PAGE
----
Nurse Leader Staffs Health Facility to Care for People Experiencing Homelessness in King County, WA | University of Portland

Nurse Leader Staffs Health Facility to Care for People Experiencing Homelessness in King County, WA

Jennifer Graves sitting in nursing scrubs with logo that reads University of Portland Pllots Give Back Spring 2020In a matter of mere weeks, the government of King County, WA, completed the construction of a new public health facility—two massive white tents with ventilation, a wireless network, adjacent showers and sanitation and 140 beds in individualized spaces—for the purposes of COVID-19 assessment and recovery. The facility is located on a soccer field in Shoreline, WA, just north of Seattle, and it opened on April 12, Easter Sunday. The goal has been to provide assessment and care for those who cannot otherwise self-isolate, primarily individuals who are homeless or living in a shelter situation.

The nurse leader who stepped up to staff these facilities is double UP alumna Jennifer Graves, the regional nursing executive of Kaiser Permanente Washington.    

After a phone call with King County’s director of public health, Graves was asked if she could staff the facility around the clock with licensed nurses and medical assistants. Public health would provide mental health, addiction medicine, and social work support. The goal was an opening date in three weeks. No small task. 

“I didn’t hesitate,” says Graves, and she immediately reached out to her human resources and labor partners to see if they would be on board. When the unions agreed to support the effort, she reached out to see if her staff would be interested to volunteer—they would be paid, but participation would need to be voluntary. 

“I didn’t know if we’d get zero or if we’d get five people, but we had over a hundred people reach out in the first few days saying, ‘We want to do this.’” Many are doing this work on top of their usual hours; some are doing this instead of other work that may have shifted because of COVID-19. “The way that our staff has responded has been truly awe-inspiring,” she says. 

hospital bed and supplies in tent in King County, WA With staff on board, Graves had to set her sights on operations, safety for patients and staff, and coordination—how would one shift report out and hand off to another, what should the balance of the expertise be on any given team, and what staff will work where.

Operational and safety procedures are the core and substance of Graves’ leadership career in nursing—she has decades of experience in running hospitals and improving their processes for care—though she’s never had to implement these processes in weeks or in tents on a soccer field or during a pandemic. 

This structure—not to mention the circumstances and the nature of the COVID-19 virus—present unique challenges to operations. The spaces are congregate living situations—meaning these aren’t individualized closed-door hospital rooms where everyone has their own sink and bathroom. The bathrooms and showers are instead located in trailers outside of the tents. So there were processes that need to be ironed out to keep everyone safe in this transitional care setting.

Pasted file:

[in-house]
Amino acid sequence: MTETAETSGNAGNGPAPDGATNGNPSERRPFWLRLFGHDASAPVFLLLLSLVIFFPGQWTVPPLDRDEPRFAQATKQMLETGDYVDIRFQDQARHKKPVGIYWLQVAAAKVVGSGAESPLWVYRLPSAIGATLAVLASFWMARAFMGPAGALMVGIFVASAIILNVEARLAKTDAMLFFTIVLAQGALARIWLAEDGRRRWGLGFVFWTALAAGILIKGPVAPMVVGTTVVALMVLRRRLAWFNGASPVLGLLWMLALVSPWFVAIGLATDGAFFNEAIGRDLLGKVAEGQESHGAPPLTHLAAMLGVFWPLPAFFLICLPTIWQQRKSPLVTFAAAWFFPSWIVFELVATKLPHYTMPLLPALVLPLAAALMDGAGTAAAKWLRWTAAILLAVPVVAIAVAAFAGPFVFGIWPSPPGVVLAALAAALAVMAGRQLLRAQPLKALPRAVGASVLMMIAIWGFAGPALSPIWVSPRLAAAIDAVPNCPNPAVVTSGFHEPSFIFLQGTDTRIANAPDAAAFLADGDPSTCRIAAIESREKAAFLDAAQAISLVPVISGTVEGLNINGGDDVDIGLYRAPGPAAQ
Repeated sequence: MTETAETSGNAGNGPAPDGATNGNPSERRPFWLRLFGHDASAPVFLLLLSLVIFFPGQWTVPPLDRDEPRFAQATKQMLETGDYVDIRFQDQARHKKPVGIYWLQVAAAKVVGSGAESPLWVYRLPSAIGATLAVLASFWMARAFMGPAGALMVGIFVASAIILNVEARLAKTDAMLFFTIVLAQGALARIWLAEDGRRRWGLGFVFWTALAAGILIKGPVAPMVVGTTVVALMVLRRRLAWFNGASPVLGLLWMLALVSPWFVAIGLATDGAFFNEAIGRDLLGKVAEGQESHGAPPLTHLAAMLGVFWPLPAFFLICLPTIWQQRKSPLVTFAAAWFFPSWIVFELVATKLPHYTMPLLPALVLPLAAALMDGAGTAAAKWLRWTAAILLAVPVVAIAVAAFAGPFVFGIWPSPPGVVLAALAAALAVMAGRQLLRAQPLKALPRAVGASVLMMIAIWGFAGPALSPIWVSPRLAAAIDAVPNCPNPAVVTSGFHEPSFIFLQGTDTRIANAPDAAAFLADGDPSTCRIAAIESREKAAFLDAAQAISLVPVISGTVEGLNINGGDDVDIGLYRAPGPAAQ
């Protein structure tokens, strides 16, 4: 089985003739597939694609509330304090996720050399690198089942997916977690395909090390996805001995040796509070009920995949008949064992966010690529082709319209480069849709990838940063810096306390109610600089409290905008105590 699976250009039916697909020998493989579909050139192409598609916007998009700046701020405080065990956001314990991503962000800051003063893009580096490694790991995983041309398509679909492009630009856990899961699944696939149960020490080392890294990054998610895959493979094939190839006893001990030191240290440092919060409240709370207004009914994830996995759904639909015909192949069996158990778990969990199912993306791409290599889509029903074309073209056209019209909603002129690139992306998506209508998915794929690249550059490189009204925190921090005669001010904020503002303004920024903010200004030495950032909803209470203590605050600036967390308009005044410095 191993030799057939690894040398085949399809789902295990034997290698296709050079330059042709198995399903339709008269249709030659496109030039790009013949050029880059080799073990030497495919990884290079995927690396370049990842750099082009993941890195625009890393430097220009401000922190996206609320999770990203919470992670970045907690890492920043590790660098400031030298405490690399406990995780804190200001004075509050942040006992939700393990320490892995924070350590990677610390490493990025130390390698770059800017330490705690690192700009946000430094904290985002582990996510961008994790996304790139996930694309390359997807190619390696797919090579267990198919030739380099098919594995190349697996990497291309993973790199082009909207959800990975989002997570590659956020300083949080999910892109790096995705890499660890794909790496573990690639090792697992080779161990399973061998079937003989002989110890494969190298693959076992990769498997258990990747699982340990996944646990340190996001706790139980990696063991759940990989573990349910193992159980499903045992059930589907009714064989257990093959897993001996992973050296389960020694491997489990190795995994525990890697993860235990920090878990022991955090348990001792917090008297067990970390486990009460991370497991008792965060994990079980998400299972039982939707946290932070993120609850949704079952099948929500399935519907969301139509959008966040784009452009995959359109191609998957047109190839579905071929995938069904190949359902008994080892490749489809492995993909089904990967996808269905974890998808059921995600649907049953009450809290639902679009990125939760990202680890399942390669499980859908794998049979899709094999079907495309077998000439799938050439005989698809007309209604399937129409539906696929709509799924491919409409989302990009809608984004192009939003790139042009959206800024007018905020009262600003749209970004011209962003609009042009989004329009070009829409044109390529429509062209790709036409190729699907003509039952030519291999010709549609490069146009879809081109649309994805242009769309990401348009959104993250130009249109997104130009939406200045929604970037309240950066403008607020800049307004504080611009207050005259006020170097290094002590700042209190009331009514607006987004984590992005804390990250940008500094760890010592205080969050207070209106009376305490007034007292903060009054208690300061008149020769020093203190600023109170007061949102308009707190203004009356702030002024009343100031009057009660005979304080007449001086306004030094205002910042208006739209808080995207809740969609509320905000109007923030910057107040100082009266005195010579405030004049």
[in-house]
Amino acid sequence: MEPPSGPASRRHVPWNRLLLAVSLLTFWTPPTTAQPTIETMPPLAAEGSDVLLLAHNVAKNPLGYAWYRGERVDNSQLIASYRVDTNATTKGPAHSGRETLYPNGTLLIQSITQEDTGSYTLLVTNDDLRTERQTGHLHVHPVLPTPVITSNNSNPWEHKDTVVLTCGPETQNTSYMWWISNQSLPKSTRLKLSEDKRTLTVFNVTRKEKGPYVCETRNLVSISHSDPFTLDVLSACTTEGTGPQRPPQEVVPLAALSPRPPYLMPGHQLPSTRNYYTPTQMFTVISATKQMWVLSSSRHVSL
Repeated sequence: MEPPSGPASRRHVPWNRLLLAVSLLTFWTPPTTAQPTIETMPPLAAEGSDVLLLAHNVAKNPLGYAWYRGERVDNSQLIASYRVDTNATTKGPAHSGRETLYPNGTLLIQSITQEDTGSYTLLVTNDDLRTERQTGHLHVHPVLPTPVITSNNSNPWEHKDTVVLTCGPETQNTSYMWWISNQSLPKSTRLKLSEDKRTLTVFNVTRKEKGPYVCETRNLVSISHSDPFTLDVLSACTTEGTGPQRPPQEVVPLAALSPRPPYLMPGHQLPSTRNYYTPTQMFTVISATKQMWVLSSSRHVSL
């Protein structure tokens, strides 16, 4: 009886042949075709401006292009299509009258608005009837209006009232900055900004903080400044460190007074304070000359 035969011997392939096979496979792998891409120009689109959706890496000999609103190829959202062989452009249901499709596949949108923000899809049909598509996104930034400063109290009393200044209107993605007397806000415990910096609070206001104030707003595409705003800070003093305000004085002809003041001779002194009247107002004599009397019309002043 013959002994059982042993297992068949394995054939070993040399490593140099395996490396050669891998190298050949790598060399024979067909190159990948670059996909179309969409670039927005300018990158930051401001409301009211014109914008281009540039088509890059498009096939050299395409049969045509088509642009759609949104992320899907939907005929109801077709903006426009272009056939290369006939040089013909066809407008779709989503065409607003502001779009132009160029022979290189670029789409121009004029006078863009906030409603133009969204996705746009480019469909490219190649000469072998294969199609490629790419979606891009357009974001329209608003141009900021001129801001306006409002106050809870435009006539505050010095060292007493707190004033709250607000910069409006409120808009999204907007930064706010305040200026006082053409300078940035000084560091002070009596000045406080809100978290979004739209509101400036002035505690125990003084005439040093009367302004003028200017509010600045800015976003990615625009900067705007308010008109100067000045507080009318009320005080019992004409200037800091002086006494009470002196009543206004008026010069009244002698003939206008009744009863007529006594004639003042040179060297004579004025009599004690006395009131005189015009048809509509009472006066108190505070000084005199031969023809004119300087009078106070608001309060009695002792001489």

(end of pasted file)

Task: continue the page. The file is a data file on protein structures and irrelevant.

Each tent, which can treat up to 70 patients at a time, has a specific role. One is for assessment—for people who have COVID-like symptoms and need a test. Individuals can be referred from a shelter, from a hospital, or from a representative in public health, and they can get a COVID-19 test and stay in this facility until they receive their test results, which could be anywhere between one to three days. The second tent is the recovery center, for people who have tested positive for COVID-19; they might be recovering from acute hospital care, but they do not have a place where they can go to quarantine. 

“We’re going to keep them there as long as they’re needed,” says Graves. “We have witnessed in the general population here what everyone is referring to as a flattening of the curve of disease burden. What we’ve also noticed in doing this work is that COVID-19 may be hitting different populations at different times, and so we’re seeing it now impacting our homeless and sheltered populations just a little bit later than it hit other groups in our community. We’re all committed to keeping these structures up as long as the community needs them.”

On their first open Saturday, they admitted 11 people.

While this project has taken around-the-clock focus to prepare, Graves finds the work and community partnerships inspiring. “While it has taken an immense amount of energy, it has also given me total hope… None of [these staff members] have ever done care like this before. This spirit of learning and togetherness and caring for others absolutely keeps me very inspired. I’m focusing on all of the silver linings in this terrible crisis. So many silver linings, so many beautiful things that people are doing for one another. That absolutely keeps me inspired and moving forward every day.”

Thank you, Jennifer Graves, for leading with your head and your heart toward the greater good of our community. We are in your debt.